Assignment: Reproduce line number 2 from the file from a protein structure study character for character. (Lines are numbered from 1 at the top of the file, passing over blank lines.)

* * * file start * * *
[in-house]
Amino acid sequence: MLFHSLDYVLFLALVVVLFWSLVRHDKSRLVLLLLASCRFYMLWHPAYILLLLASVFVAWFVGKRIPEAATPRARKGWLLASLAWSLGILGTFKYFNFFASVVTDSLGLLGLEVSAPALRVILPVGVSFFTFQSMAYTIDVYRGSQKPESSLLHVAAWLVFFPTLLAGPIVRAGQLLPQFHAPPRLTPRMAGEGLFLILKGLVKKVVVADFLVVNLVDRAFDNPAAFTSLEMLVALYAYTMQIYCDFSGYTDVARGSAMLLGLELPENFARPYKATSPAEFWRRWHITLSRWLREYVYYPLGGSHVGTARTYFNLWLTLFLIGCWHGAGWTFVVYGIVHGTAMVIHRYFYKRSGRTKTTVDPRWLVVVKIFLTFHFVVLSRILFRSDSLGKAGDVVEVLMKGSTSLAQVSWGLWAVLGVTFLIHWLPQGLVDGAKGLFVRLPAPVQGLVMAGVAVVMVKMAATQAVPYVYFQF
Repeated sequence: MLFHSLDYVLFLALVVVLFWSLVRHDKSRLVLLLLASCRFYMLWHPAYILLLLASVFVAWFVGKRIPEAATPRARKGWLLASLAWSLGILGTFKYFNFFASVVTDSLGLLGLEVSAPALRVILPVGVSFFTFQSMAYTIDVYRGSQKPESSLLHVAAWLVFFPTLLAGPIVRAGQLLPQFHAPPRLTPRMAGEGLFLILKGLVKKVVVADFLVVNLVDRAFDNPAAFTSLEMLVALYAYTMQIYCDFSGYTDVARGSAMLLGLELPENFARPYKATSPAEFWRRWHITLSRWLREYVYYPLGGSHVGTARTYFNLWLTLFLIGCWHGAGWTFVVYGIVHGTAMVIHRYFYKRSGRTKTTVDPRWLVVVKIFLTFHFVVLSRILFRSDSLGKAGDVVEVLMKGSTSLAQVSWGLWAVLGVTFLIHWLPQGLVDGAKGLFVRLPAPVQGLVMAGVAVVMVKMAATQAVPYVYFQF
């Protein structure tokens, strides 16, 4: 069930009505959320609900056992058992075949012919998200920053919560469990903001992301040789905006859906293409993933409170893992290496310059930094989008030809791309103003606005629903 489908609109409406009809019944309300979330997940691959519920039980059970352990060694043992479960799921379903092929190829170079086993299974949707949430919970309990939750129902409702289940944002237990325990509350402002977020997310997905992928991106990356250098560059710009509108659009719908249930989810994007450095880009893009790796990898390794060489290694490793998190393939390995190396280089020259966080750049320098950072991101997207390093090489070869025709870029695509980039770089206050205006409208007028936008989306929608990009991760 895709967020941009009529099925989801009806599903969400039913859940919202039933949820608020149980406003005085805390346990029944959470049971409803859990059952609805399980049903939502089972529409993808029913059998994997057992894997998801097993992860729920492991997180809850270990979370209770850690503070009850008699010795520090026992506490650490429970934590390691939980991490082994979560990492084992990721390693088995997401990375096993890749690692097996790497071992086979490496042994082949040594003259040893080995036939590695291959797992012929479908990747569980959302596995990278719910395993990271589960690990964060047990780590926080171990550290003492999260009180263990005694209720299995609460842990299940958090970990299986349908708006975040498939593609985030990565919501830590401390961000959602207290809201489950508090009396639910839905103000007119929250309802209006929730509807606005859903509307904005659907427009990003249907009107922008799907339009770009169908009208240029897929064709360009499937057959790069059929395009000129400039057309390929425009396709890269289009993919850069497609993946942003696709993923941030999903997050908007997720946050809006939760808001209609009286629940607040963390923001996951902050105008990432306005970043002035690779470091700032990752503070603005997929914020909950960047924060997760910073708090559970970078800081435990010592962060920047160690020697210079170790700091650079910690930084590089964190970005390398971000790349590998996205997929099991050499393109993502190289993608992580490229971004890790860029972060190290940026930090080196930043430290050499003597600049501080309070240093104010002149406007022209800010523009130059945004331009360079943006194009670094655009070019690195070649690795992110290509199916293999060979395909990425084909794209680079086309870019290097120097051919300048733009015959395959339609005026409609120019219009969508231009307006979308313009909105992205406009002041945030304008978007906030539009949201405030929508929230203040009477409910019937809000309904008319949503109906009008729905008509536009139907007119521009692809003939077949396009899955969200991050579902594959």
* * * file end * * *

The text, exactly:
Amino acid sequence: MLFHSLDYVLFLALVVVLFWSLVRHDKSRLVLLLLASCRFYMLWHPAYILLLLASVFVAWFVGKRIPEAATPRARKGWLLASLAWSLGILGTFKYFNFFASVVTDSLGLLGLEVSAPALRVILPVGVSFFTFQSMAYTIDVYRGSQKPESSLLHVAAWLVFFPTLLAGPIVRAGQLLPQFHAPPRLTPRMAGEGLFLILKGLVKKVVVADFLVVNLVDRAFDNPAAFTSLEMLVALYAYTMQIYCDFSGYTDVARGSAMLLGLELPENFARPYKATSPAEFWRRWHITLSRWLREYVYYPLGGSHVGTARTYFNLWLTLFLIGCWHGAGWTFVVYGIVHGTAMVIHRYFYKRSGRTKTTVDPRWLVVVKIFLTFHFVVLSRILFRSDSLGKAGDVVEVLMKGSTSLAQVSWGLWAVLGVTFLIHWLPQGLVDGAKGLFVRLPAPVQGLVMAGVAVVMVKMAATQAVPYVYFQF